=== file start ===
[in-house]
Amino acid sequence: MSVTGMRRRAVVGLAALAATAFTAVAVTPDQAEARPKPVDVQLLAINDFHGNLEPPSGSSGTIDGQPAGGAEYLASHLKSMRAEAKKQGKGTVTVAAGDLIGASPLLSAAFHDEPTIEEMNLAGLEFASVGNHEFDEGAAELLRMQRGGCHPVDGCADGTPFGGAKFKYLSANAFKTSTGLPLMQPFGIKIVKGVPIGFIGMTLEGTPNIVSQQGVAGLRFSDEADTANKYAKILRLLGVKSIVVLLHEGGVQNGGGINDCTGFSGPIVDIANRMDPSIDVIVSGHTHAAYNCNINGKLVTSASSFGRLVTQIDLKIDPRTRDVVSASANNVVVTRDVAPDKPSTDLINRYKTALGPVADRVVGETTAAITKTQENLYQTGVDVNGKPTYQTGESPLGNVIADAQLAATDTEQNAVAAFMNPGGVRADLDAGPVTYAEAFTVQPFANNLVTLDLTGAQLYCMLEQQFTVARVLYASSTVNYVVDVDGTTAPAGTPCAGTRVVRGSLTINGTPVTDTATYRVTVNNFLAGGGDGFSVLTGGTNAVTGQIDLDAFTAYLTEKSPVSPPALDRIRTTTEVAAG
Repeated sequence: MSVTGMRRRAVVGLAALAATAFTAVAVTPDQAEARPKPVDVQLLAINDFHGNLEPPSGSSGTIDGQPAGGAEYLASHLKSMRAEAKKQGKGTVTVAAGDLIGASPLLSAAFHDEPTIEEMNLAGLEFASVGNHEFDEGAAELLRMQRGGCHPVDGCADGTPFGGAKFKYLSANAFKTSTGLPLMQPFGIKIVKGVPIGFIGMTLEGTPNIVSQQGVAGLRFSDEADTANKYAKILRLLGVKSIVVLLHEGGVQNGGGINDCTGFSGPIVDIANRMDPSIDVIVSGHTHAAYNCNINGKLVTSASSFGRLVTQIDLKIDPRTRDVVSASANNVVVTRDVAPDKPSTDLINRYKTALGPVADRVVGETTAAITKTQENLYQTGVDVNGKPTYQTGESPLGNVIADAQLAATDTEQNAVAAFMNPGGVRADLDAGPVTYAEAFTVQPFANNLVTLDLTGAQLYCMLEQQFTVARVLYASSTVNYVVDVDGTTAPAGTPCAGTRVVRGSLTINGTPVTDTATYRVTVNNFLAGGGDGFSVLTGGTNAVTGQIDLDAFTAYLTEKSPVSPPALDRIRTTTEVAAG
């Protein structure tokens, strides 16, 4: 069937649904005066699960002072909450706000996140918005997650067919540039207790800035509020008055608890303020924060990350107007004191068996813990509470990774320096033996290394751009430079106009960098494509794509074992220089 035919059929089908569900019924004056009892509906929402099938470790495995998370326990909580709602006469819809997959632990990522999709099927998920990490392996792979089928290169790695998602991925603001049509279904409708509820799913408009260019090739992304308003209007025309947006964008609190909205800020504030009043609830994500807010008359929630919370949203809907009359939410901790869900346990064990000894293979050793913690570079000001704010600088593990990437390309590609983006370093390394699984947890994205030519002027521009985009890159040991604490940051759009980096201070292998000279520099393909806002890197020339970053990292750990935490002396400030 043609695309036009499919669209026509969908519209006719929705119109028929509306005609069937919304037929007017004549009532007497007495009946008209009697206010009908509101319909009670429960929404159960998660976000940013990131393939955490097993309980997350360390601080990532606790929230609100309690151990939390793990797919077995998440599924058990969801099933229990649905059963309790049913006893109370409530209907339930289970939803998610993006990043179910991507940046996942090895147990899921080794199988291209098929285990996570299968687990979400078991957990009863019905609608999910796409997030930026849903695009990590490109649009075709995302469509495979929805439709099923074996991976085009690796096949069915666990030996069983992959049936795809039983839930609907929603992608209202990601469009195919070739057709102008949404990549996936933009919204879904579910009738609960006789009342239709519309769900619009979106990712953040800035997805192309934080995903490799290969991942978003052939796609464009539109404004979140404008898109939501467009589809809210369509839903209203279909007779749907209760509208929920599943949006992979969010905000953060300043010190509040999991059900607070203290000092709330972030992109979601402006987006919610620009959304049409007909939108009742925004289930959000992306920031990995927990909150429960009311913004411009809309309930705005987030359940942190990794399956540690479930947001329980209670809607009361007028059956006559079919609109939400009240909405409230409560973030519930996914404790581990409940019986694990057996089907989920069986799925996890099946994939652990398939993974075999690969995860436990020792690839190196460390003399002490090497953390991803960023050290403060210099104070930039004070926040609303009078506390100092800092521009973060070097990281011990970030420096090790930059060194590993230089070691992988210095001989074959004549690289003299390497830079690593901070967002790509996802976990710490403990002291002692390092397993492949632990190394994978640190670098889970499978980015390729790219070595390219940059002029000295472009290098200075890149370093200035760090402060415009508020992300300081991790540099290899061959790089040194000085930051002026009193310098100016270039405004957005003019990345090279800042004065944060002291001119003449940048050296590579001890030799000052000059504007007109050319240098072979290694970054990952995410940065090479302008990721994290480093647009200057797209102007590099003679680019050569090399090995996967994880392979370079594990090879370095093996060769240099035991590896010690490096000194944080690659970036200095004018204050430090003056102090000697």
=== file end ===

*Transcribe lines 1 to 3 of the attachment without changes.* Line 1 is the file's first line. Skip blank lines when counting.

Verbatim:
[in-house]
Amino acid sequence: MSVTGMRRRAVVGLAALAATAFTAVAVTPDQAEARPKPVDVQLLAINDFHGNLEPPSGSSGTIDGQPAGGAEYLASHLKSMRAEAKKQGKGTVTVAAGDLIGASPLLSAAFHDEPTIEEMNLAGLEFASVGNHEFDEGAAELLRMQRGGCHPVDGCADGTPFGGAKFKYLSANAFKTSTGLPLMQPFGIKIVKGVPIGFIGMTLEGTPNIVSQQGVAGLRFSDEADTANKYAKILRLLGVKSIVVLLHEGGVQNGGGINDCTGFSGPIVDIANRMDPSIDVIVSGHTHAAYNCNINGKLVTSASSFGRLVTQIDLKIDPRTRDVVSASANNVVVTRDVAPDKPSTDLINRYKTALGPVADRVVGETTAAITKTQENLYQTGVDVNGKPTYQTGESPLGNVIADAQLAATDTEQNAVAAFMNPGGVRADLDAGPVTYAEAFTVQPFANNLVTLDLTGAQLYCMLEQQFTVARVLYASSTVNYVVDVDGTTAPAGTPCAGTRVVRGSLTINGTPVTDTATYRVTVNNFLAGGGDGFSVLTGGTNAVTGQIDLDAFTAYLTEKSPVSPPALDRIRTTTEVAAG
Repeated sequence: MSVTGMRRRAVVGLAALAATAFTAVAVTPDQAEARPKPVDVQLLAINDFHGNLEPPSGSSGTIDGQPAGGAEYLASHLKSMRAEAKKQGKGTVTVAAGDLIGASPLLSAAFHDEPTIEEMNLAGLEFASVGNHEFDEGAAELLRMQRGGCHPVDGCADGTPFGGAKFKYLSANAFKTSTGLPLMQPFGIKIVKGVPIGFIGMTLEGTPNIVSQQGVAGLRFSDEADTANKYAKILRLLGVKSIVVLLHEGGVQNGGGINDCTGFSGPIVDIANRMDPSIDVIVSGHTHAAYNCNINGKLVTSASSFGRLVTQIDLKIDPRTRDVVSASANNVVVTRDVAPDKPSTDLINRYKTALGPVADRVVGETTAAITKTQENLYQTGVDVNGKPTYQTGESPLGNVIADAQLAATDTEQNAVAAFMNPGGVRADLDAGPVTYAEAFTVQPFANNLVTLDLTGAQLYCMLEQQFTVARVLYASSTVNYVVDVDGTTAPAGTPCAGTRVVRGSLTINGTPVTDTATYRVTVNNFLAGGGDGFSVLTGGTNAVTGQIDLDAFTAYLTEKSPVSPPALDRIRTTTEVAAG